An Arizona judge has ruled against a Phoenix wedding store's attempt to invalidate a city ordinance that protects lesbian, gay, bisexual and transgender people from discrimination.

Joanna Duka and Breanna Koski, owners of Brush & Nib Studio, which specializes in custom wedding invitations, last year filed a lawsuit against the city, claiming that the city's ordinance conflicts with their religious beliefs and violates their freedoms of speech and religion.

Maricopa County Superior Judge Karen Mullins disagreed.

In her 11-page order, Mullins said that Phoenix's ordinance “does not hinder in any way plaintiff's independent exercise of [their] religious belief by attending the church of their choice, engaging in religious activities or functions, and expressing their beliefs on their business website and literature or in their personal lives.”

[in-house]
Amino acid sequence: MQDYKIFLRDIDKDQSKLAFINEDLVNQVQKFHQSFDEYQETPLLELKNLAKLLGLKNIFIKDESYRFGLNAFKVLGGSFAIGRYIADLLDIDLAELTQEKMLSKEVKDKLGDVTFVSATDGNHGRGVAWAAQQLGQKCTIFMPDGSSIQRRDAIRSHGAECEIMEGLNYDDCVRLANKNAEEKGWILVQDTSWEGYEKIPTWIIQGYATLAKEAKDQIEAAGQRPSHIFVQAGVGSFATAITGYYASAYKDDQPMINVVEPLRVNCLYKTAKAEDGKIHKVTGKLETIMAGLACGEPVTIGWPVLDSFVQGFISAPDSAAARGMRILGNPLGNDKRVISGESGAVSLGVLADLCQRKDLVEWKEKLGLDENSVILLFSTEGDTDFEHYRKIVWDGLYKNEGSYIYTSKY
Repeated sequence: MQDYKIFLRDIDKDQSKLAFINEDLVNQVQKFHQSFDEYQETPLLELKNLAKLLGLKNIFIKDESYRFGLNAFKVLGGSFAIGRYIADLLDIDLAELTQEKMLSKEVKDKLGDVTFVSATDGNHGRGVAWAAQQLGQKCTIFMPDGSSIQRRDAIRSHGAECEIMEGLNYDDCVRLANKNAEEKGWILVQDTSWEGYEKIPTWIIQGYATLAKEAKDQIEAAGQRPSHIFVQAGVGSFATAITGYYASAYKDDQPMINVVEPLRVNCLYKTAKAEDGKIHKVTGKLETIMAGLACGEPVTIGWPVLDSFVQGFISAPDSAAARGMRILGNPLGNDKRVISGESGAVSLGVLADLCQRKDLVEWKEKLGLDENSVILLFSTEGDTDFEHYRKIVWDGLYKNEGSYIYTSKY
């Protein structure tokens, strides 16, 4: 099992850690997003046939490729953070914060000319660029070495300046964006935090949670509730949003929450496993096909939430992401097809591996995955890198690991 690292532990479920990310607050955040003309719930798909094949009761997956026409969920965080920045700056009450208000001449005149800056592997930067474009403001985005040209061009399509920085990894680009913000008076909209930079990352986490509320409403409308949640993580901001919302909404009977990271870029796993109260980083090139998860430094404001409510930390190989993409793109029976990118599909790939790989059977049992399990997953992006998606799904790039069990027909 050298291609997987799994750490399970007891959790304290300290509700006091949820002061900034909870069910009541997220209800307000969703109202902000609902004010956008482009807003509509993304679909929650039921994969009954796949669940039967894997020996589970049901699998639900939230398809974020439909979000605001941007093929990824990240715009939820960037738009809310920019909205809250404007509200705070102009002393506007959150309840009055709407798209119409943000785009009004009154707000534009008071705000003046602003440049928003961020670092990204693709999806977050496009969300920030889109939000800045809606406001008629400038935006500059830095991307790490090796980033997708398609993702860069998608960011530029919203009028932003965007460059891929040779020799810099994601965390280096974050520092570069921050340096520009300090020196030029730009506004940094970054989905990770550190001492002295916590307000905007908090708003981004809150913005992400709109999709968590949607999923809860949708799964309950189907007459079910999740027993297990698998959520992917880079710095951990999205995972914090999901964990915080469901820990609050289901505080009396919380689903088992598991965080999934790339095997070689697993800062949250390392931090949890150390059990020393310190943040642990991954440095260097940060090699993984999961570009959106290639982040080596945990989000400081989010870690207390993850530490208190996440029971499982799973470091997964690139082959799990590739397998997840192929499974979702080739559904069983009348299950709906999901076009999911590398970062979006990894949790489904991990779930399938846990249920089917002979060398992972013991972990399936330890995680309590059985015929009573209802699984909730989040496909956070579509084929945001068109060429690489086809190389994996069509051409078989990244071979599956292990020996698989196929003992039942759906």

Mullins earlier denied Duka and Koski's request to block Phoenix's ordinance from taking effect, The Arizona Republic reported.

The owners are represented by the Alliance Defending Freedom (ADF). ADF is also representing a Colorado baker before the Supreme Court who refused to serve a gay couple. The high court is expected to hear arguments in the case on December 5. This week, the Trump administration asked the Supreme Court for time to argue in defense of the baker.

(Related: Trump admin asks to argue for Colorado baker who refused gay couple.)

Phoenix Mayor Greg Stanton applauded this week's ruling, calling it “a victory for civil rights.”

ADF has promised to appeal the order.